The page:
China's long written history preserves thousands of years of legends and mythology. Although the gods of Chinese folk belief most often have human-like forms, animals also play a big role in ancient Chinese myths. Many of the important creatures in Chinese mythology are based on real-world animals, such as lions, tigers, snakes and turtles. But others are much more fantastic, combining features of multiple animals or existing in a class of their own.
Chinese mythology tells stories about many different kinds of dragons. The traditional depiction of a dragon was a snakelike creature with a head like a horse. They also often had four legs, horns on their heads, and sometimes even whiskers. In early Chinese history, dragons were benevolent water creatures that represented light and positive forces. But after Buddhism brought elements of Indian mythology to China, some dragons took on darker and more fearsome qualities, according to the book "Chinese Mythology A to Z."
The fenghuang, sometimes called a Chinese phoenix, is one of the most common mythical creatures in Chinese tradition. Unlike the phoenix of Western mythology, it wasn't said to die in flames and rise from its own ashes. Instead, it was the illustrious emperor of all the birds, which could be summoned by music to the palaces of ancient China's most ethical rulers, according to "Chinese Mythology A to Z." That book also says that in Chinese tradition, the fenghuang represents forces such as peace, prosperity and warmth.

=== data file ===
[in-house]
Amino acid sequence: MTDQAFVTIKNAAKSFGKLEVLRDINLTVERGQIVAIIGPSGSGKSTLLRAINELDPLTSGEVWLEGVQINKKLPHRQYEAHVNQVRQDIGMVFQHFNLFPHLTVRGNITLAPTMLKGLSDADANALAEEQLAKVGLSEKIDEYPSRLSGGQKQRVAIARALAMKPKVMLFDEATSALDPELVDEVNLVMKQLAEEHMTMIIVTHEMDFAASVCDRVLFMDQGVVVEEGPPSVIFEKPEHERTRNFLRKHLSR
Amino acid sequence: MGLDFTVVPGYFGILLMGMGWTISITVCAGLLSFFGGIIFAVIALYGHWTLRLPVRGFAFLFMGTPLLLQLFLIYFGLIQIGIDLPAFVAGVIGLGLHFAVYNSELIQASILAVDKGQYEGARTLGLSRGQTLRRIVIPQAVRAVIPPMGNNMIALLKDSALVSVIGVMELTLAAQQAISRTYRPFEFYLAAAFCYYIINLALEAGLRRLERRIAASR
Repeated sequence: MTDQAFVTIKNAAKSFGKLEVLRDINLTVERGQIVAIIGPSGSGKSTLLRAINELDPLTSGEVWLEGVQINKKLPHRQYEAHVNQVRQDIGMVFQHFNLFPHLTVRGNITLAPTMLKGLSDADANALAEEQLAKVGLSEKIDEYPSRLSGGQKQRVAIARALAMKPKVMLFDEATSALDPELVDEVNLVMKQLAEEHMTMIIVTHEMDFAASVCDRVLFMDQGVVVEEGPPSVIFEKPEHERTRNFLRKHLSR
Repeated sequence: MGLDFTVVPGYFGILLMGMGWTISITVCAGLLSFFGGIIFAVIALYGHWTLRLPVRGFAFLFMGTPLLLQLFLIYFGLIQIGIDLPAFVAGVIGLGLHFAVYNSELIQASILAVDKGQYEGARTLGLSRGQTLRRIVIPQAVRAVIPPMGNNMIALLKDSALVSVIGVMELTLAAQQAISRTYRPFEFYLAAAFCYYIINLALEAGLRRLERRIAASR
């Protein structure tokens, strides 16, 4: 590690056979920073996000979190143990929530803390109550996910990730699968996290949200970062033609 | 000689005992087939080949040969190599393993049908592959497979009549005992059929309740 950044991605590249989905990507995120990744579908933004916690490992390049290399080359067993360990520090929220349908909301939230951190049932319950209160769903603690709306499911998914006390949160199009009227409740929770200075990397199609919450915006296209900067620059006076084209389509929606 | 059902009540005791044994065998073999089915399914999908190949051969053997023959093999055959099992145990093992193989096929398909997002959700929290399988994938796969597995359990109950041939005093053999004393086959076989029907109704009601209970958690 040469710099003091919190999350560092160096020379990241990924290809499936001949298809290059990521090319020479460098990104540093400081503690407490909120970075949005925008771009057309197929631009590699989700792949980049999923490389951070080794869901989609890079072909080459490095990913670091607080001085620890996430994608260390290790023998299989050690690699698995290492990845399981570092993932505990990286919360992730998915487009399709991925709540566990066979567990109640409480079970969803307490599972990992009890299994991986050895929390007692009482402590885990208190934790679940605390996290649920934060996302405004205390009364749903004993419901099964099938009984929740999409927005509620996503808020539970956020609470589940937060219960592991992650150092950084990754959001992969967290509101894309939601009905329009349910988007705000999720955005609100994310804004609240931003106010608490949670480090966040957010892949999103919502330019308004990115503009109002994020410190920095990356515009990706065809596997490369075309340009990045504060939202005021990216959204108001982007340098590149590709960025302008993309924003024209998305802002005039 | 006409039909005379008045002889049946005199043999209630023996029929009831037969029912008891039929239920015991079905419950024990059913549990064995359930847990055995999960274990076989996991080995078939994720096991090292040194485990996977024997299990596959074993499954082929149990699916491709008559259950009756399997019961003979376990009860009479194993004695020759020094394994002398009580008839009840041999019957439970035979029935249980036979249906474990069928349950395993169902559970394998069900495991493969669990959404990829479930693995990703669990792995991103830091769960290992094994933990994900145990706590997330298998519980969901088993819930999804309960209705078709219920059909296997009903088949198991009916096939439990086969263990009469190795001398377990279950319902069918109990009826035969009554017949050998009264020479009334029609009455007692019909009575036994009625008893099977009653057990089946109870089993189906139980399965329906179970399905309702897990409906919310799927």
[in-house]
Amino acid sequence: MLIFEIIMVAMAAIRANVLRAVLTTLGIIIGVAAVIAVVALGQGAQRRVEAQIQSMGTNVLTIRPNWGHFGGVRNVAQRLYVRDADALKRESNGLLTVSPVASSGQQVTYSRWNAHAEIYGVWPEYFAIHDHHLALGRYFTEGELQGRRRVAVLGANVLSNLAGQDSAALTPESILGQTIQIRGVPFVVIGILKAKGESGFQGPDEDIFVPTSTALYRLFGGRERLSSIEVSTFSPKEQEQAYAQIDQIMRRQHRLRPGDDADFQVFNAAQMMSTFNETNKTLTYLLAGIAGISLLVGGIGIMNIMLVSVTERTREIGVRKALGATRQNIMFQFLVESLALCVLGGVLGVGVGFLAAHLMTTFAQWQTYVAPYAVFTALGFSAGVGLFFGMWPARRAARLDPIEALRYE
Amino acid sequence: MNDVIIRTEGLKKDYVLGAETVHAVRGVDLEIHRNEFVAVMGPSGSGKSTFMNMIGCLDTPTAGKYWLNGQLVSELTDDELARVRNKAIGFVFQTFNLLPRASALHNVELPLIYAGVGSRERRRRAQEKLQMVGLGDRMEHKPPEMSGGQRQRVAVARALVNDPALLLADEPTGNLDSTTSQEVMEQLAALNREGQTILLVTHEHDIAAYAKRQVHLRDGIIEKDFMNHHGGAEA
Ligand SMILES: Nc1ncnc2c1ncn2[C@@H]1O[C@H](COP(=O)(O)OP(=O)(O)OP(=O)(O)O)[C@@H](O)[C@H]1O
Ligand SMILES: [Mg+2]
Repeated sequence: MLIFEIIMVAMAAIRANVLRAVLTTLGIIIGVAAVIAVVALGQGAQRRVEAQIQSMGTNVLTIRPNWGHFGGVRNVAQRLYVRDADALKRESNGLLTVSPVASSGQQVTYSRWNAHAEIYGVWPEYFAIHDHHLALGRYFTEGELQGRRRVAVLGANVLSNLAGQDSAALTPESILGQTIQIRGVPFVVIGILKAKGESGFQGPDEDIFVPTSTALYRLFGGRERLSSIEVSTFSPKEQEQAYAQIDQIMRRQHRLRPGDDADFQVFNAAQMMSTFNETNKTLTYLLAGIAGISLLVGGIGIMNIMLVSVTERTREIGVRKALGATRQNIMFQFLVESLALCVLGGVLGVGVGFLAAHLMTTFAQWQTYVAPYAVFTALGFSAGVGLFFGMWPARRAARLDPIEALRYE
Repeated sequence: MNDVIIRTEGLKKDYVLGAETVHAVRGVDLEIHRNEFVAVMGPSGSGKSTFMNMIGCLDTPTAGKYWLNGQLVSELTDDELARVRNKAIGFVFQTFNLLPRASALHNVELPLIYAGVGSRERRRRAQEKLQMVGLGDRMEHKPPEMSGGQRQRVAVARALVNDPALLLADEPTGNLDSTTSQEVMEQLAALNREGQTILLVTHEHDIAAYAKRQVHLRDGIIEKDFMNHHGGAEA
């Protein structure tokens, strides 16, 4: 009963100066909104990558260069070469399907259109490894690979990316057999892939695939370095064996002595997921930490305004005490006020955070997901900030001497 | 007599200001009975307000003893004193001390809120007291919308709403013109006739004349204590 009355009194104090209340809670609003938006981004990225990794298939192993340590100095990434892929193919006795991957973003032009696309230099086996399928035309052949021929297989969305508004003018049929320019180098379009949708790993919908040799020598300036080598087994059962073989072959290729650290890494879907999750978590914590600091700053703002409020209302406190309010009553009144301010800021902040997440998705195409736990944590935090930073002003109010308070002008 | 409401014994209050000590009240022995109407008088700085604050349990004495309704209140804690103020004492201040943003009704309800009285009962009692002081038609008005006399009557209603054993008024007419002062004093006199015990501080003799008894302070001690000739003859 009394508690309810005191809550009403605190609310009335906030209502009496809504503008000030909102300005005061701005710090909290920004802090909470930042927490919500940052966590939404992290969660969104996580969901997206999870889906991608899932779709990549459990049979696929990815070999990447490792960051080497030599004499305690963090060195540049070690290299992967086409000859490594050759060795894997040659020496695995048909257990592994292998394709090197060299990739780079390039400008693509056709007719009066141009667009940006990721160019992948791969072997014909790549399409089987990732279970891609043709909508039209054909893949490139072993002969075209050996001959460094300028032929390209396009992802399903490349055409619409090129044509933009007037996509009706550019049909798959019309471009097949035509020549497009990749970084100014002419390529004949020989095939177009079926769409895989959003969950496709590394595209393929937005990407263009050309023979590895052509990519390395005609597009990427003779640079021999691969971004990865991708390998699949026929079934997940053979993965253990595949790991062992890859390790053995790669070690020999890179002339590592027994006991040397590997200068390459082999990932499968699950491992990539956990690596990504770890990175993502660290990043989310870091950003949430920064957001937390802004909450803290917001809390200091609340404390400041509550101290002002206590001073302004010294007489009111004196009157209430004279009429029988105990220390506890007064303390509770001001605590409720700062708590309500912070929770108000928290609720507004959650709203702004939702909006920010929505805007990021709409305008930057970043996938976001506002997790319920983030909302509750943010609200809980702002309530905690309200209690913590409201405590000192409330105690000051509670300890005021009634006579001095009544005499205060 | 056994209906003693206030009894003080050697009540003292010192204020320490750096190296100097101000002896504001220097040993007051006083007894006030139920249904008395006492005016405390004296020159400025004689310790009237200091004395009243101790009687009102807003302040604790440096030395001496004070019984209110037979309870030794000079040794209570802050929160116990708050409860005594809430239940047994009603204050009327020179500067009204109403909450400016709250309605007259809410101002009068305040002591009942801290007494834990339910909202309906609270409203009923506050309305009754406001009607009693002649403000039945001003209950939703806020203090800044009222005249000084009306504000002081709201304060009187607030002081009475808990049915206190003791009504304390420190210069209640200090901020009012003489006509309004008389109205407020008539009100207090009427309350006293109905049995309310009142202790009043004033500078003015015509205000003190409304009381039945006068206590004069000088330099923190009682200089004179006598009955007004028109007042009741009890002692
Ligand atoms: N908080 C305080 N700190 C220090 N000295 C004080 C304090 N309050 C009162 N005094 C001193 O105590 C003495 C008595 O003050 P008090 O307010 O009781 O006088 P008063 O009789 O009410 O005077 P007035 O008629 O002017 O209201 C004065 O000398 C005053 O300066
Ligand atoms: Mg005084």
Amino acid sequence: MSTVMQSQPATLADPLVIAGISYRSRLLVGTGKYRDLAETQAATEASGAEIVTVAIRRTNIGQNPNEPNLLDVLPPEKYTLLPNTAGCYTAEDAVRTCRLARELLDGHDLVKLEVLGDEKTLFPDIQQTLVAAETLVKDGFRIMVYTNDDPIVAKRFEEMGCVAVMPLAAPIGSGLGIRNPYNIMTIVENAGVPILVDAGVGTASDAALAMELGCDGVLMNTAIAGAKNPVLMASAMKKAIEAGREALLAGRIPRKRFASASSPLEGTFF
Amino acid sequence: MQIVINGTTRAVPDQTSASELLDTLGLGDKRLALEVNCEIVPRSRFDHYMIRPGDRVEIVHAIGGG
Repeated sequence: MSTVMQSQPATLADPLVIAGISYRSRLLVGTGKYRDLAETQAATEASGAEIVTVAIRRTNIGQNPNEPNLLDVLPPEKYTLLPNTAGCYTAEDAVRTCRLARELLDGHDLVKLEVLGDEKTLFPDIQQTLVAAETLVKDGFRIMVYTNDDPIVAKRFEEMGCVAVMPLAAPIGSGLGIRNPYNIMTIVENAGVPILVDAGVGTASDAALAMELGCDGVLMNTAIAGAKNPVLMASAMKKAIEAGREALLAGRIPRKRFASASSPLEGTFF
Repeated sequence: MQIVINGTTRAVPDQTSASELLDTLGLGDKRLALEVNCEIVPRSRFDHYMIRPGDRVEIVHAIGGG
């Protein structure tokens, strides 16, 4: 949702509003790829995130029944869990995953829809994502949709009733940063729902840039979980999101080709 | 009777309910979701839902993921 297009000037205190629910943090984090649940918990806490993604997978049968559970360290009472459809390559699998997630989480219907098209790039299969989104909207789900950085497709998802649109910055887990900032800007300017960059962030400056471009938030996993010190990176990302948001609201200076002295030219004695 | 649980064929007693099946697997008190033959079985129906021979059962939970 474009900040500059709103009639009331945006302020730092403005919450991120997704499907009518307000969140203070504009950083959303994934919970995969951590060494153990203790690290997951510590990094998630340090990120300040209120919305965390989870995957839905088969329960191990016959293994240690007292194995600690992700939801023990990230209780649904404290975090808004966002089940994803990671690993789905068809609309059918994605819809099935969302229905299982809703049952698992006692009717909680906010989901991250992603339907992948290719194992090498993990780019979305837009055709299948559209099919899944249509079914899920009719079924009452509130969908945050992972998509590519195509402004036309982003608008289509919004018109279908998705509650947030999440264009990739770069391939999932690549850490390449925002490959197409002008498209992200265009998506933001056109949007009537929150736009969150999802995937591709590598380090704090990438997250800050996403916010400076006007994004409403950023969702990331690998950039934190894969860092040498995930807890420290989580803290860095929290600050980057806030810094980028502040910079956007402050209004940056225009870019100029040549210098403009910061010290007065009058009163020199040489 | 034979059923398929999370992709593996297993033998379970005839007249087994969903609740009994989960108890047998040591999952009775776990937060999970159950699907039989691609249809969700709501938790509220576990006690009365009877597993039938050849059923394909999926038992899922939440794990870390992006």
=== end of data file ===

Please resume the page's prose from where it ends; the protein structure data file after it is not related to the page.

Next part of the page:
After the dragon and pheonix, the qilin (today pronounced "chee-leen") is the third of the three major beasts of Chinese mythology, a horned creature that was said to live for a thousand years. According to "Chinese Mythology A to Z," it had the mane of a lion and the head of a dragon, usually with one sharp horn on top, which has led many Westerners to call it a Chinese unicorn. In ancient drawings, according to that book, the male qilin had the fur and paws of a lion and the female had a scaly body and hooves. The qilin was traditionally said to have the body of a deer, but in later Chinese dynasties it became more doglike, the book adds. In China's golden age the qilin was a symbol of wisdom and good fortune, but in earlier myths it was a ferocious fire-eating beast that could kill people with its horn.
"Chinese Mythology A to Z" includes descriptions of other creatures that played smaller but nonetheless important roles in Chinese mythology. The Beast of the White Marsh, for instance, was a creature that could speak to every animal and taught the Yellow Emperor, said to be the founder of China, about reincarnation. The Yellow Emperor also is said to have killed the Kui, a one-legged beast and storm god, and made a drum from its skin. Another creature called the Dark Warrior was the ruling beast of the north, depicted in artwork as a tortoise with a snake wrapped around its body.
Evan Centanni specializes in world cultures and human geography. He grew up in Oregon, but has since lived in two other countries and traveled to many more. Centanni is editor of Political Geography Now at www.polgeonow.com. He holds a Bachelor of Arts in international studies and linguistics from the University of Oregon.